This condition presents suddenly in the form of a small, reddened, painful pustule, most commonly due to any trauma affecting the skin. This pustule may then grow bigger in size and eventually burst, leaving behind an ulcer. The ulcer usually keeps enlarging and there may be more than one such ulcers. They also rapidly deepen and are extremely painful.
The ulcer(s) may keep on enlarging or start healing on their own, depending upon the host's immune system.
Culture negative pulmonary infiltrates are the most common extracutaneous presentation .
Work up includes a detailed history and physical examination followed by tests.
Imaging studies are not usually done, however, a chest and abdominal X-ray and/or CT scan, bone marrow biopsy, colonoscopy and other such tests may be performed to check for underlying systemic diseases, if any.
The diagnosis of pyoderma gangrenosum does not have any definite diagnostic factors or tests. So the diagnosis is made based on exclusion of all other diseases.
Antibiotics are generally not helpful for treating uncomplicated cases of pyoderma gangrenosum . The drugs that may be given for treatment of pyoderma gangrenosum are:
Surgery should be avoided, if possible, because of the pathergic phenomenon that may occur with surgical manipulation or grafting, resulting in wound enlargement .
Some reports suggest that about half of pyoderma gangrenosum patients have recurrences . However, it should be noted that unless there are complications, the prognosis of this condition is generally very good.
Once the appropriate treatment is begun, the most effective being a combination of immunosuppressant and corticosteroid, the ulcer heals with minimal scarring. Follow up is generally required but not extensive, providing the ulcer isn't very deep and the condition is uncomplicated.
Ulcerations of pyoderma gangrenosum occur after trauma or injury to the skin in about 30% of patients; this process is termed pathergy .
Common complications include:
Pyoderma gangrenosum is an idiopathic condition which may or may not occur due to an underlying systemic disease. It is however proven that the disease is brought upon by an abnormal immune response, more precisely, excessive activity of neutrophils, that results in inflammation of an area of the skin, pustule or nodule formation and the end stage is usually an enlarged ulcer.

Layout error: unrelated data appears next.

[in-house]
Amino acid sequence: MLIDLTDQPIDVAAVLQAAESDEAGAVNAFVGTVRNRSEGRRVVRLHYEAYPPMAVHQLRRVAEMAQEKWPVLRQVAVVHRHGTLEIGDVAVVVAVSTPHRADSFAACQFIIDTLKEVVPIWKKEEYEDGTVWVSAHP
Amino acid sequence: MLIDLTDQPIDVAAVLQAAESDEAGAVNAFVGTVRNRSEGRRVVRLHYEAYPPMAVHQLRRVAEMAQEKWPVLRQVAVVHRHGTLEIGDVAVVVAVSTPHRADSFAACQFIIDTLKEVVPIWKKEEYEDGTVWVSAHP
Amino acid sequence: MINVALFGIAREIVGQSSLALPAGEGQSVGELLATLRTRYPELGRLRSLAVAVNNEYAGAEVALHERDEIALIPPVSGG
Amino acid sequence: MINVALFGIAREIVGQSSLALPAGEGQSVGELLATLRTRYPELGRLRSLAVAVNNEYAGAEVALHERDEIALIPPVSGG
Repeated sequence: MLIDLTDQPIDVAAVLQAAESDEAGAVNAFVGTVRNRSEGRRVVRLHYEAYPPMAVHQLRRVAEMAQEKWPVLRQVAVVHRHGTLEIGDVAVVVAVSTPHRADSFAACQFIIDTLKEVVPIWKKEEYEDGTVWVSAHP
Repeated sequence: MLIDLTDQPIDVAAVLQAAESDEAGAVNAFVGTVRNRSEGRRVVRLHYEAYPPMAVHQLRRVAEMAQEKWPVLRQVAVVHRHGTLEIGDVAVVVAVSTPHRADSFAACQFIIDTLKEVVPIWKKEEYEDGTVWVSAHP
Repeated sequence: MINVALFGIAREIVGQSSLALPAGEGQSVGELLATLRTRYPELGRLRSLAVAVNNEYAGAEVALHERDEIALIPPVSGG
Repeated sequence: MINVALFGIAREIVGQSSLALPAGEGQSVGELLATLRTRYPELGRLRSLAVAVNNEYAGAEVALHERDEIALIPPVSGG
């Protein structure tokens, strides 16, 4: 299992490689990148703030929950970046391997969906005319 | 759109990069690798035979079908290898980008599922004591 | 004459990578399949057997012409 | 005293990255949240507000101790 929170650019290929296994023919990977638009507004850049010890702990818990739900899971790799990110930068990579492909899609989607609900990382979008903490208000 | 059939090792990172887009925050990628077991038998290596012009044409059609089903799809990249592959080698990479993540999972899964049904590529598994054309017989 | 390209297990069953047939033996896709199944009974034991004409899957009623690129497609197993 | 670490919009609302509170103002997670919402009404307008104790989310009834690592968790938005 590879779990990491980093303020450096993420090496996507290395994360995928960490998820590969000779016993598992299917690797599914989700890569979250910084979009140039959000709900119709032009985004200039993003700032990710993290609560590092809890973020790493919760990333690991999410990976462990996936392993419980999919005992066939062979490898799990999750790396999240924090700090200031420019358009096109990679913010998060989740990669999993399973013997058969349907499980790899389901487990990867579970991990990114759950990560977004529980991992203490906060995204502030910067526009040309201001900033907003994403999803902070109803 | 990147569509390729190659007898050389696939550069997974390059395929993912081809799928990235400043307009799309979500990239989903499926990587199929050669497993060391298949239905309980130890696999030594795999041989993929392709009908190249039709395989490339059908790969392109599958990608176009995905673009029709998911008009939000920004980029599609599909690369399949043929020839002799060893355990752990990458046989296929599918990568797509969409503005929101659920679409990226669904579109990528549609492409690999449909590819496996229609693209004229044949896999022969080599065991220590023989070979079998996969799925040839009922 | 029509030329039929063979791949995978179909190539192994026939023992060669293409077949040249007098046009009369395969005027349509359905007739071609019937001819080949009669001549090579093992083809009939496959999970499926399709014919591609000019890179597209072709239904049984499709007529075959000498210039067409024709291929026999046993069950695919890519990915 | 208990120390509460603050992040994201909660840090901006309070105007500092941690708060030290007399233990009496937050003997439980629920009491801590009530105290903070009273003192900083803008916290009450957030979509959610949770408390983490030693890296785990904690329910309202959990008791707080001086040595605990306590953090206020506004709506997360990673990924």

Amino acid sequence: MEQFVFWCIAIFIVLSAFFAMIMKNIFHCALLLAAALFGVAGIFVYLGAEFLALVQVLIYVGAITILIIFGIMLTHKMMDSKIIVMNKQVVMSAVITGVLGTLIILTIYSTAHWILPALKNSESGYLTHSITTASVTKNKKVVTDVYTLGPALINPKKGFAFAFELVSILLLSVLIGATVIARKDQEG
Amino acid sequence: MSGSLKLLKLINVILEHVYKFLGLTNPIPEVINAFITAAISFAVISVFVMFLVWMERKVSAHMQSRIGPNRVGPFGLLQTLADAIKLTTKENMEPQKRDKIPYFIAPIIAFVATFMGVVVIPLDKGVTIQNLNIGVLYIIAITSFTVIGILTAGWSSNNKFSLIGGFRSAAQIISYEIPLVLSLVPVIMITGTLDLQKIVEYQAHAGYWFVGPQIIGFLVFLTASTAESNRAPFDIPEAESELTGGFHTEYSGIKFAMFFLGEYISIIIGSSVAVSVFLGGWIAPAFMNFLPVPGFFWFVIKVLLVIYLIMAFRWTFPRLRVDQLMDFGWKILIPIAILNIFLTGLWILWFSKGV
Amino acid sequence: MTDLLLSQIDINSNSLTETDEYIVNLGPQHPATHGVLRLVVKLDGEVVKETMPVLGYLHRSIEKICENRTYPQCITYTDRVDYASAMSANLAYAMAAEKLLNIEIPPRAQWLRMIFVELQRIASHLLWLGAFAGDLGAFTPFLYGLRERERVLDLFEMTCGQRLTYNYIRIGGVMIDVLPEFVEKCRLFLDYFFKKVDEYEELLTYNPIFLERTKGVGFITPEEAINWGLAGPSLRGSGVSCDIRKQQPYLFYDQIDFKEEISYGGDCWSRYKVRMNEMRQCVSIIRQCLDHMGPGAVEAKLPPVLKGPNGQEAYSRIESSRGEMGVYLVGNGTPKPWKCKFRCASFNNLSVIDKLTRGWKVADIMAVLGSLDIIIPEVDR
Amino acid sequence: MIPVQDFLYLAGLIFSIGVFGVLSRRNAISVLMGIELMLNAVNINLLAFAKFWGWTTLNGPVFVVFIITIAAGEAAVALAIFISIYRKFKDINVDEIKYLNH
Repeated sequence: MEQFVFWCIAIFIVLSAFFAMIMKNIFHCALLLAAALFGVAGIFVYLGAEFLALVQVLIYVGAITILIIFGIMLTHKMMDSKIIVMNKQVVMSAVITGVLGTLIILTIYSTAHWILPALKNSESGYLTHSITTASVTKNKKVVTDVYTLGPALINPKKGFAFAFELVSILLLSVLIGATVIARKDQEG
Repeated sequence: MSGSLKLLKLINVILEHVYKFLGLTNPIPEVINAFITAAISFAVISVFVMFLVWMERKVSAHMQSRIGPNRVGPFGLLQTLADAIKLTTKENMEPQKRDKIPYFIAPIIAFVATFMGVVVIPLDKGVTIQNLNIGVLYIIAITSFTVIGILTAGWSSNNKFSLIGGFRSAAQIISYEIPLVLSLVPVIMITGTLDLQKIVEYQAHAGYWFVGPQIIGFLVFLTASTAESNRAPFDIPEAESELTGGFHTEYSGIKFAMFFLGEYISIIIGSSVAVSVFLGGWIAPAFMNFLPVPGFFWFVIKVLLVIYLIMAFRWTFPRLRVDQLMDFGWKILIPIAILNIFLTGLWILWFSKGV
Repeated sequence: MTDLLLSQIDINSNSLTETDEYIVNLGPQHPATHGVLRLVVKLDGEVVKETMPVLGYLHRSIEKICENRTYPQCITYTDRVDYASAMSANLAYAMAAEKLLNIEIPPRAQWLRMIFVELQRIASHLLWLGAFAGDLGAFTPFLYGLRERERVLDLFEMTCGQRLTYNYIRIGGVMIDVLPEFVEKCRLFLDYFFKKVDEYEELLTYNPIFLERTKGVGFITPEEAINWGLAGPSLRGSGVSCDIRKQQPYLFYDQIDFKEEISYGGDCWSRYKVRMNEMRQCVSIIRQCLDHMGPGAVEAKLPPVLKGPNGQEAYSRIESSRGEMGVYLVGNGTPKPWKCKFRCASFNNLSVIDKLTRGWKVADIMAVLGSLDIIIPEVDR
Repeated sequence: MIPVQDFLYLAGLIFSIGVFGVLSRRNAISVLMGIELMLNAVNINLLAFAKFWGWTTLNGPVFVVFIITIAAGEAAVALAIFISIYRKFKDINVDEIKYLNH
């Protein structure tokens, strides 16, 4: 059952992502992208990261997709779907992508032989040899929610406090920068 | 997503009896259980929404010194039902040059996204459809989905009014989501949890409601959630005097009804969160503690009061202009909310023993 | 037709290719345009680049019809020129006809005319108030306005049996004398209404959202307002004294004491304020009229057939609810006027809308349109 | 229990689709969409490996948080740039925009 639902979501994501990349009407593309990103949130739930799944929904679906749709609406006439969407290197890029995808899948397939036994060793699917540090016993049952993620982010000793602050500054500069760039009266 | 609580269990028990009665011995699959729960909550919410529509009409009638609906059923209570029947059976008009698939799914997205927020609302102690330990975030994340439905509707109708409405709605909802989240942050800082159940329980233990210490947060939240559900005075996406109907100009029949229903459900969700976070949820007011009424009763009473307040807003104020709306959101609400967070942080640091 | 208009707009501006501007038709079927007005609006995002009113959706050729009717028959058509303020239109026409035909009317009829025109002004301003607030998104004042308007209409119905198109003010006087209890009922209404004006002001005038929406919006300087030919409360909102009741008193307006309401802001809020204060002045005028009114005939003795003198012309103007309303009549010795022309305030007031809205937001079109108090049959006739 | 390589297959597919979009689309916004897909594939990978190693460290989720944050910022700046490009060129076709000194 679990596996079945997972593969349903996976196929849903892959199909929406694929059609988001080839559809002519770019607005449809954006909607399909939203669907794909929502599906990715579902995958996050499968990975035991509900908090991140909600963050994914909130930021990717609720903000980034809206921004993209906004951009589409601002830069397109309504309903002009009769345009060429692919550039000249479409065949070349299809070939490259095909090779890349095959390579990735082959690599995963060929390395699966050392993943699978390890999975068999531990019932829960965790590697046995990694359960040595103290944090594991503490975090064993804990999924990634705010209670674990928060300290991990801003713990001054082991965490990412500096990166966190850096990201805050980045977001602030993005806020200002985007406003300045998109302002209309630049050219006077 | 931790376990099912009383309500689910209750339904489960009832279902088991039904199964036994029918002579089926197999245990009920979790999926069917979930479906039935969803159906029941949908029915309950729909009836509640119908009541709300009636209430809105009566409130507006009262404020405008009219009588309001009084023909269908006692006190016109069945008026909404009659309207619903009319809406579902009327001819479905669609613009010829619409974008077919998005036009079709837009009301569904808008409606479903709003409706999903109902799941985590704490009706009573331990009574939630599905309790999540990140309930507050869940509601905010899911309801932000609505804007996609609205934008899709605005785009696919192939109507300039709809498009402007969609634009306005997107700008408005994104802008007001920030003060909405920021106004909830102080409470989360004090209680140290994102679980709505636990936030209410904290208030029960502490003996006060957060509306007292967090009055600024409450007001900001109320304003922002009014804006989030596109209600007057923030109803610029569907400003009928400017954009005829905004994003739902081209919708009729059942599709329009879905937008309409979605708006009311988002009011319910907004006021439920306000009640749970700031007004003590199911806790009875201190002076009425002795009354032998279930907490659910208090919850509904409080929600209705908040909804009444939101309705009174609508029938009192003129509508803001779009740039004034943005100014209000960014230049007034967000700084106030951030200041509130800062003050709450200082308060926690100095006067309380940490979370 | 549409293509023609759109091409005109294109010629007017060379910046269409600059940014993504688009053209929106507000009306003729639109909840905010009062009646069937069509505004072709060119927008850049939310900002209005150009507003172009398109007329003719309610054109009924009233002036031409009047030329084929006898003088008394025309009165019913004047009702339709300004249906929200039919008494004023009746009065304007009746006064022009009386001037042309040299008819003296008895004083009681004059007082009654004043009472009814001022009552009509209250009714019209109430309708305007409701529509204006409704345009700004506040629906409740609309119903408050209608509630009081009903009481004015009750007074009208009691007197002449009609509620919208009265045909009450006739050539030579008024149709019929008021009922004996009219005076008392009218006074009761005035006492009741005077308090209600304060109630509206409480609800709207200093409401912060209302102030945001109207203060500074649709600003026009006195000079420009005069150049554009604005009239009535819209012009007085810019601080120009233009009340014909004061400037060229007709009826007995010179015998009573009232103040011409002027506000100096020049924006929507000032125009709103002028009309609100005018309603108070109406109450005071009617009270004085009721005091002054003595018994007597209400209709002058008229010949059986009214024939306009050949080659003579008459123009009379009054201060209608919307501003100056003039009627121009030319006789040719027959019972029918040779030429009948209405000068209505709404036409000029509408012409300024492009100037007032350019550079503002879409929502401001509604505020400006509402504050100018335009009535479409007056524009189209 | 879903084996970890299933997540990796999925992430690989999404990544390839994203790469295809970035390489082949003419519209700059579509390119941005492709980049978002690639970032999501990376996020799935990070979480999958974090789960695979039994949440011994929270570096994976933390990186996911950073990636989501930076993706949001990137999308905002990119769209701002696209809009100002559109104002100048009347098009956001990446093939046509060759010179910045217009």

Other than inflammatory bowel disease (IBD), arthritis, systemic lupus erythematosus (SLE) and gammopathies, diseases like myeloid dyscrasias, Wegener granulomatosis, chronic hepatitis, PAPA syndrome, etc may also lead to this condition.
Each year in the United States, pyoderma gangrenosum occurs in about 1 person per 100,000 people .
It mostly affects people in their 40s or 50s .
Pyoderma gangrenosum is more common in females.
This disease occurs due to overexpression of Interleukin 8 (IL-8) in the area of the skin lesion. IL-8 is a potent chemotactic factor of neutrophils. As a result, abnormally large numbers of neutrophils aggregate in the affected area causing the lesion to worsen and ultimately, an ulcer is formed. Depending upon how long the abnormal inflammatory process goes on, the ulcer may get enlarged or start healing on its own.
Pyoderma gangrenosum is of two main types:
Other less common types include:
Pyoderma gangrenosum is a disease occurring due to abnormal immune response. So it does not have an exact prevention. However, by treating any systemic disease appropriately may decrease the risk of developing this condition. Also, by treating any skin lesion promptly may prevent its progression to this disease.
Pyoderma gangrenosum (PG) is an uncommon, ulcerative, cutaneous condition with distinctive clinical characteristics first described in 1930 . It is a disease in which a painful pustule may form, increase in size and break down, forming an ulcer.
Pyoderma gangrenosum is an idiopathic condition. Lesions may occur either in the absence of any apparent underlying disorder or in association with other disease, such as ulcerative colitis, Crohn's disease, polyarthritis, gammopathy and other conditions .
This condition is due to an abnormal immune process in response to any trauma affecting the skin. It may begin as a small, red painful swelling, nodule or pustule and lead to ulcer formation and scarring. If you develop such a condition and if you already suffer from a systemic disease like any mentioned above, you should contact your physician immediately.